Dr. Dwight Enys might just be the best man in all of Cornwall. But what do we know about the actor who plays him? Get actor Luke Norris’ take on Dwight and Caroline (Carolight? Penvenys?) and other Season 4 characters, and his thoughts on the heartbreaking events of Episode 4. (Contains Episode 4 spoilers)
MASTERPIECE: The adorable rapport between Dwight and Caroline makes their scenes together a complete delight. What do you make of the way they interact? Are you as charmed by it as we are?
NORRIS: It’s sort of wonderful that they’re still in the stage of their relationship that they find faux formality and conversing through their dog amusing…but if I knew them personally I’d be telling them to cut it out by now! Having said that, Horace acts as a canny device for Debbie (Horsfield, our screenwriter) to get them to say the things they might not otherwise be able to, so I’m glad it’s a part of their make-up.
MASTERPIECE: It’s great to see more of Horace this season. What’s it like working with him? Is he a complete diva?
NORRIS: Horace is a complete professional and, actually, I’ve learned a lot from working with him. He’s very, very wise. And, yeah, he has this diva reputation (because he’s paid significantly more than the rest of us, has a bigger trailer, has special dietary requirements—something to do with chia seed and spirulina), but…he’s always on time, he knows his stuff, he works hard, he hits his marks, and he never pees inside. So, I think he’s worth every penny.
MASTERPIECE: Dr. Choake is a perfect foil for Dwight’s more progressive, enlightened practice. Had you researched much about 18th century medicine for the part, and had you ever heard of “trepanning”?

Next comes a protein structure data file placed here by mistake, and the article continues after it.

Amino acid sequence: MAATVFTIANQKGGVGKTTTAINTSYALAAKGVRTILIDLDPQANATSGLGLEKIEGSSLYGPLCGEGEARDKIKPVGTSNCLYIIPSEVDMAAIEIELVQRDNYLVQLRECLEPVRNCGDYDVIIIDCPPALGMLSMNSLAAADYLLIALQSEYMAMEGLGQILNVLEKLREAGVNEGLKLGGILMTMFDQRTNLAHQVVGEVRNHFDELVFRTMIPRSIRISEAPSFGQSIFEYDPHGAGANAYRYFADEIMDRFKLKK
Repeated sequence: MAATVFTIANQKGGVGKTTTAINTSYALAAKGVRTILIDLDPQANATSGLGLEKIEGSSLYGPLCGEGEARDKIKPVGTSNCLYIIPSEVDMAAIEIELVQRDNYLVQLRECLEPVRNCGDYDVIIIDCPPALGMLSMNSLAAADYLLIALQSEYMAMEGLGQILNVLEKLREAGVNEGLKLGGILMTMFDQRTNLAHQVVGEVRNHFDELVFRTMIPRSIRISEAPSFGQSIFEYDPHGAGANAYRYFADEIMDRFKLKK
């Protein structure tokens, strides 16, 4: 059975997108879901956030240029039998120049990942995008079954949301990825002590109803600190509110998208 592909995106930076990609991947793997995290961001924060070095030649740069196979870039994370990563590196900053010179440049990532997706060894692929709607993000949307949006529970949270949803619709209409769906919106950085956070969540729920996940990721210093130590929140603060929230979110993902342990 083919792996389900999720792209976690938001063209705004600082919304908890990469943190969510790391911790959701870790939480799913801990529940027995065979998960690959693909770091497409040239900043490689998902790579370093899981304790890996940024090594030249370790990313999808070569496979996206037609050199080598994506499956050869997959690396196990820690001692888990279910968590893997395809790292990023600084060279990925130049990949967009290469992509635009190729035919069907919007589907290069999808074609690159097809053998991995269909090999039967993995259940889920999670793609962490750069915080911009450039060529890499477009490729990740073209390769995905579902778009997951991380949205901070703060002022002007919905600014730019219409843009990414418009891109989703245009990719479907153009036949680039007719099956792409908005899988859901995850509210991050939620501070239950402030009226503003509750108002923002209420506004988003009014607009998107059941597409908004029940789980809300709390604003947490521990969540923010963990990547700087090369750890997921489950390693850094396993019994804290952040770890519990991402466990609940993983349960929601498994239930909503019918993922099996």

NORRIS: Dwight is pretty unique for the time period, so most of the research I did into 18th century medicine didn’t cover the herbal or holistic remedies he espouses, and in fact, there’s still a lot of skepticism about them in the 21st century. But I did come across trepanning in my reading. Along with leeching, poulticing, purging, blistering and an incredible use for bellows that I probably shouldn’t go into here.
MASTERPIECE: What’s the one thing, in your opinion, a visitor to Cornwall should make sure they see or do?
NORRIS: There are so many beautiful places to see, so many delicious things to eat, so many exciting things to do. But I was staggered by the Minack Theatre when I visited last year. So maybe that? Or just swim in the ocean. It’s wonderful.
MASTERPIECE: Pol-dark or Pol-dark?
NORRIS: Ross and Demelza Pol-dark… from the TV Show Pol-dark.
The Conversation Below Contains Episode 4 Spoilers
MASTERPIECE: Dwight knows that Sarah will die and keeps that information from Caroline…Was this the right decision? And how could he bear to suffer alone?
NORRIS: Was it the right decision to keep the news of the impending death of a child from her mother? In a word: no. But I think Dwight, though progressive, is a prisoner of his times and the associated gender roles here. As a husband he feels the need to shelter his wife as best he can, which prompts his withholding of this awful, awful information. As for suffering alone, he doesn’t for long, mercifully—as he brings Ross in on it—but in the first instance I think he feels that is simply his cross to bear.
MASTERPIECE: Can you comment on the very different ways Dwight and Caroline have of mourning the loss of Sarah?
NORRIS: I think the series (and the novel) cover this fairly adroitly, so I’m not sure what I can add here, except to say that it was refreshing to me to read a script—especially a “period” script—in which the male response to grief was so open and vulnerable, and the female response so closed and guarded. In this regard they are completely contrapuntal to Ross and Demezla.
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